Let’s not bury the lede in pithy metaphors of unicorns and seal pups, the teacher/principal evaluation bill passed this week by an overwhelming majority and is on its way to the Governor! The new law will require evaluations to consider student growth and will utilize evaluations in decisions about tenure, layoffs and firing. This is a huge victory and a great step in forward for Washington’s kids. Like all things change, this is not a silver bullet or a panacea or the single answer, but it provides a great foundation in our goal of giving teachers the tools they need to succeed with our kids.
(At this writing, WaKids passed the Senate, but was amended and needs to go back over to the House for concurrence, which is expected. Two huge victories for kids this week.)
Gift Horse: If you thought last week’s exchange between Nick Hanauer and Mary Lindquist was just a one off thing, think again. It’s the gift that keeps giving. Over at the United Faculty of Washington State, the standard pro-union arguments get made. Another major Democratic contributor chimes in to support the position Hanauer took. And the Op-ed writers kinda love this discussion. Looking forward to where it goes from here.
Moolah: Senate Democrats released their state budget this week and McClear-ly, they paid attention to the most recent Supreme Court ruling on education funding. The budget spares K-12 and higher education, preserves state need grants and generally moves us in the right direction after years of deep cuts. This is another step in the budget process, where House and Senate versions have to find enough votes – which will mean compromise – but this budget stopped the bleeding for education funding. Meanwhile, local levies went to ballot and won… of the 157 levies on the ballot 152 passed. Voters approved $2.6 billion in ed funding and $1.2 billion was the result of the other gift that keeps giving, “simple majority.”
Movin’ on: Interim Superintendent of Seattle Public Schools, Susan Enfield, was the belle of the ball for a few minutes there. Not one to linger on the stairs while the dancing goes on, Enfield has elected to go to Highline where she will be Superintendent beginning in July. “Alignment” with the board was a strong part of her decision making – and presumably a clear set of procedures governing how the board interacts with the Super. Godspeed, Susan. Go get it right!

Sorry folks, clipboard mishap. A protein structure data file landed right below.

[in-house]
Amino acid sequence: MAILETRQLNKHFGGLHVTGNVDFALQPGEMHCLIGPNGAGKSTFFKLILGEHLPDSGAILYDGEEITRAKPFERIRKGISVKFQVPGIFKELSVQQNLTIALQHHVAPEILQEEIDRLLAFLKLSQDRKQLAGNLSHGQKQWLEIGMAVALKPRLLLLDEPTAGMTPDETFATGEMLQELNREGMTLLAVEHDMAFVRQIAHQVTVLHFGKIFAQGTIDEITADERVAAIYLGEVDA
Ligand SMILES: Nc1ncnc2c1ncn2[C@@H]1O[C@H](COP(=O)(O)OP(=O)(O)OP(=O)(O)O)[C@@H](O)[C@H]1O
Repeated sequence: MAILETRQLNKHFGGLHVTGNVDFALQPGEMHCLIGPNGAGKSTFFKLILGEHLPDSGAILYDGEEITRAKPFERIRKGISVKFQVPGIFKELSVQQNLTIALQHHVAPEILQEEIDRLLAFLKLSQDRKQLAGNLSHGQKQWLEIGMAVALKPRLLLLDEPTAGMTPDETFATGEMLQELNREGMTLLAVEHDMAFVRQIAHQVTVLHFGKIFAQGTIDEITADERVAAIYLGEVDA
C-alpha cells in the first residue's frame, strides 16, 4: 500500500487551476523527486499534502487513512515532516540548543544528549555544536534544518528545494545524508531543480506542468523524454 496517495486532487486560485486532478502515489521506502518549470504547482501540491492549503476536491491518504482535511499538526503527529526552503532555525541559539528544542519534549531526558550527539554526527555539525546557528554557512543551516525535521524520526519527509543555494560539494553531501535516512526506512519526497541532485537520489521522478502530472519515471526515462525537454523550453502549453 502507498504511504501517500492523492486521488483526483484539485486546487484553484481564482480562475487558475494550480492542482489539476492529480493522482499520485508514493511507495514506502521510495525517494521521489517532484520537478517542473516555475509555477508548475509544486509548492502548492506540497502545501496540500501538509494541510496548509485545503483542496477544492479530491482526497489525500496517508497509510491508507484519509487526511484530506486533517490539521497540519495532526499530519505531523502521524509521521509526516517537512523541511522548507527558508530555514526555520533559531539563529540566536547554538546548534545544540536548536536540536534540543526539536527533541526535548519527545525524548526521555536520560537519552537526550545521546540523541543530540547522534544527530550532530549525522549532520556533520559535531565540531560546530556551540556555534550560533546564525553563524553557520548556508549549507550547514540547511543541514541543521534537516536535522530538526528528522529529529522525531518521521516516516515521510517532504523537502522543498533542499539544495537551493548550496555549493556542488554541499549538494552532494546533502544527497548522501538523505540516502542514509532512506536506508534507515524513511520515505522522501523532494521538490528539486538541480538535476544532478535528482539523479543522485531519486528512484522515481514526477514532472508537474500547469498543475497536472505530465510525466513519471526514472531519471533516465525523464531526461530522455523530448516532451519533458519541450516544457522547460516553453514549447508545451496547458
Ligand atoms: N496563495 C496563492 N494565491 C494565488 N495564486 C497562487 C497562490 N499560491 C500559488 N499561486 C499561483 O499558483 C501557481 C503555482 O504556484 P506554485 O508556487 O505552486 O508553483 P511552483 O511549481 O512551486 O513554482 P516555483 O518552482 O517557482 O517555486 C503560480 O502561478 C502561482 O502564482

Retiring Types: Some notables are hanging up their gloves. State Reps, Mary Lou Dickerson and Phyllis Gutierrez Kenney – both Democrats – are leaving the state house for greener pastures. Congressman Norm Dicks is also retiring. The Bremerton Democrat surprised some by announcing that 36 years is enough. And on the other side of the country, Olympia Snowe dropped jaws when she announced earlier this week that she won’t run again to represent Maine in the US Senate. A moderate Republican, the last of a dying breed in Congress, Snowe has apparently had it with polarization and the regressive focus of the hard right of her party. Sadly, there aren’t moderate replacements on the horizon – Snowe will be missed.
- You waiver junkies out there – and you know who you are – can dig a bit deeper into states’ ESEA waivers to compare and contrast.
- What does it mean to have a “high value-add” teacher?
- San Francisco stops the madness.
- Ohhhhh, NOW I get it. It’s the kids’ fault.
My son informed me this week that they officially celebrated the 100th day of school. Holy cats! Where did the time go? (Easily measured in the number of shoes and pants outworn, but geeze) Our kids are more than half way to the school year finish line. When’s the last time you dropped into your child’s school? It’s always a good time to support your teachers and school leaders. Thanks to all for your hard work in support of Washington’s kids. We continue to make progress.